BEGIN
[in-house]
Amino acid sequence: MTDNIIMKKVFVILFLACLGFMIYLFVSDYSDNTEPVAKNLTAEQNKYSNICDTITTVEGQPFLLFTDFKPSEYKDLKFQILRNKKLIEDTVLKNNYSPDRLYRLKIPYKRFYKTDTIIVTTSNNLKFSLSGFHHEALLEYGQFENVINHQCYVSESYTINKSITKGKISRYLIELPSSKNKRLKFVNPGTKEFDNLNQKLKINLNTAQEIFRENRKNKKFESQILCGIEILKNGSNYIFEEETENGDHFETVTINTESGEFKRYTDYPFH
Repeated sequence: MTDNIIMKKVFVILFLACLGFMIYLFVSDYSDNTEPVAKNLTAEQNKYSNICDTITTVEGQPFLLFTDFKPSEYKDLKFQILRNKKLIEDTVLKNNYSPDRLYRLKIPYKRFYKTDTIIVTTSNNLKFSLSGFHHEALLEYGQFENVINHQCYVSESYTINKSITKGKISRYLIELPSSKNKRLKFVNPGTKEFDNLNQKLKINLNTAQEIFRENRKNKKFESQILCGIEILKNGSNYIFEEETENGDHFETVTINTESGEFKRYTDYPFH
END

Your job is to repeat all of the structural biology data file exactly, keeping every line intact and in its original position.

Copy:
[in-house]
Amino acid sequence: MTDNIIMKKVFVILFLACLGFMIYLFVSDYSDNTEPVAKNLTAEQNKYSNICDTITTVEGQPFLLFTDFKPSEYKDLKFQILRNKKLIEDTVLKNNYSPDRLYRLKIPYKRFYKTDTIIVTTSNNLKFSLSGFHHEALLEYGQFENVINHQCYVSESYTINKSITKGKISRYLIELPSSKNKRLKFVNPGTKEFDNLNQKLKINLNTAQEIFRENRKNKKFESQILCGIEILKNGSNYIFEEETENGDHFETVTINTESGEFKRYTDYPFH
Repeated sequence: MTDNIIMKKVFVILFLACLGFMIYLFVSDYSDNTEPVAKNLTAEQNKYSNICDTITTVEGQPFLLFTDFKPSEYKDLKFQILRNKKLIEDTVLKNNYSPDRLYRLKIPYKRFYKTDTIIVTTSNNLKFSLSGFHHEALLEYGQFENVINHQCYVSESYTINKSITKGKISRYLIELPSSKNKRLKFVNPGTKEFDNLNQKLKINLNTAQEIFRENRKNKKFESQILCGIEILKNGSNYIFEEETENGDHFETVTINTESGEFKRYTDYPFH